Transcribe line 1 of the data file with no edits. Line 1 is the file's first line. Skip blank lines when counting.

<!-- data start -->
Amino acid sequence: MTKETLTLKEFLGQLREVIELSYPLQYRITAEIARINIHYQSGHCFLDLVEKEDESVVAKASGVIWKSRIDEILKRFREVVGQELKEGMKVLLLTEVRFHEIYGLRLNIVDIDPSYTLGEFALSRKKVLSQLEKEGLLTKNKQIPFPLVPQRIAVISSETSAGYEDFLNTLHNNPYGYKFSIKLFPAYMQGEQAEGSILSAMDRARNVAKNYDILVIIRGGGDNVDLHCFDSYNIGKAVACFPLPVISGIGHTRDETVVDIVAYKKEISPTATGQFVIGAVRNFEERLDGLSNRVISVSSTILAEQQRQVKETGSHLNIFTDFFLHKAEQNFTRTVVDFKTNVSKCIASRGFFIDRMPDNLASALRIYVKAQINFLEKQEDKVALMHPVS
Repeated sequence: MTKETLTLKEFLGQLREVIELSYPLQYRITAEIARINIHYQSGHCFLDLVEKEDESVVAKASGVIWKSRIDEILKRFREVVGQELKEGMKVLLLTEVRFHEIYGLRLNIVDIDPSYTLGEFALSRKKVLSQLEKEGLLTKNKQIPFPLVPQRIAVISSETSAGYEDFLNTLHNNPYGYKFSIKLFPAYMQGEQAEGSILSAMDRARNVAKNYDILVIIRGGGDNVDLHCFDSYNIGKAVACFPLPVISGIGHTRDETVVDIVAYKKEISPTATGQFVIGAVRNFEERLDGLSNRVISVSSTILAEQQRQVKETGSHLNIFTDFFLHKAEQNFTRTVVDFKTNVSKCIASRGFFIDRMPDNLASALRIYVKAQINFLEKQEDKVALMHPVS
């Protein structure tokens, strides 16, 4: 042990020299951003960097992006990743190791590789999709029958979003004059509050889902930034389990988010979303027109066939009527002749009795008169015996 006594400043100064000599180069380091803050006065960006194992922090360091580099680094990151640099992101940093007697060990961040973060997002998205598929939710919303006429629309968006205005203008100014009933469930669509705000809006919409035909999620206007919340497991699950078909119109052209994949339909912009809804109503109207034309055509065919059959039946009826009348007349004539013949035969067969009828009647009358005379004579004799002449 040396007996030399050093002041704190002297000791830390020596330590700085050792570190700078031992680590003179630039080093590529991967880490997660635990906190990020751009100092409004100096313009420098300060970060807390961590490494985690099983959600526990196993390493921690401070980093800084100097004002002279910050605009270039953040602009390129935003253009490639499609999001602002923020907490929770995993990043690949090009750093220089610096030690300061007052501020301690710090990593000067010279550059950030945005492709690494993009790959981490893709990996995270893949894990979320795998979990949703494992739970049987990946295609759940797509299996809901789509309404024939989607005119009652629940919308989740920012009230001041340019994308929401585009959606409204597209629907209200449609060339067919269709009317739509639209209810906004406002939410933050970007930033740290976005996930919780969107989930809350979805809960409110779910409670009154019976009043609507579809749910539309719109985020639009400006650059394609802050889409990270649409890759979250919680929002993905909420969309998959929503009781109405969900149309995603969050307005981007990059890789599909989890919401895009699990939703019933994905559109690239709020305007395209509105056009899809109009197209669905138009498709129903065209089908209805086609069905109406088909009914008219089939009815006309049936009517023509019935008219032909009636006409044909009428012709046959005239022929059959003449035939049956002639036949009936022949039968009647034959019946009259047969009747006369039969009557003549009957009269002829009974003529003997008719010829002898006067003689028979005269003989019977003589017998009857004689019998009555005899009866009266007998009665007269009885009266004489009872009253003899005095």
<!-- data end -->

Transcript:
Amino acid sequence: MTKETLTLKEFLGQLREVIELSYPLQYRITAEIARINIHYQSGHCFLDLVEKEDESVVAKASGVIWKSRIDEILKRFREVVGQELKEGMKVLLLTEVRFHEIYGLRLNIVDIDPSYTLGEFALSRKKVLSQLEKEGLLTKNKQIPFPLVPQRIAVISSETSAGYEDFLNTLHNNPYGYKFSIKLFPAYMQGEQAEGSILSAMDRARNVAKNYDILVIIRGGGDNVDLHCFDSYNIGKAVACFPLPVISGIGHTRDETVVDIVAYKKEISPTATGQFVIGAVRNFEERLDGLSNRVISVSSTILAEQQRQVKETGSHLNIFTDFFLHKAEQNFTRTVVDFKTNVSKCIASRGFFIDRMPDNLASALRIYVKAQINFLEKQEDKVALMHPVS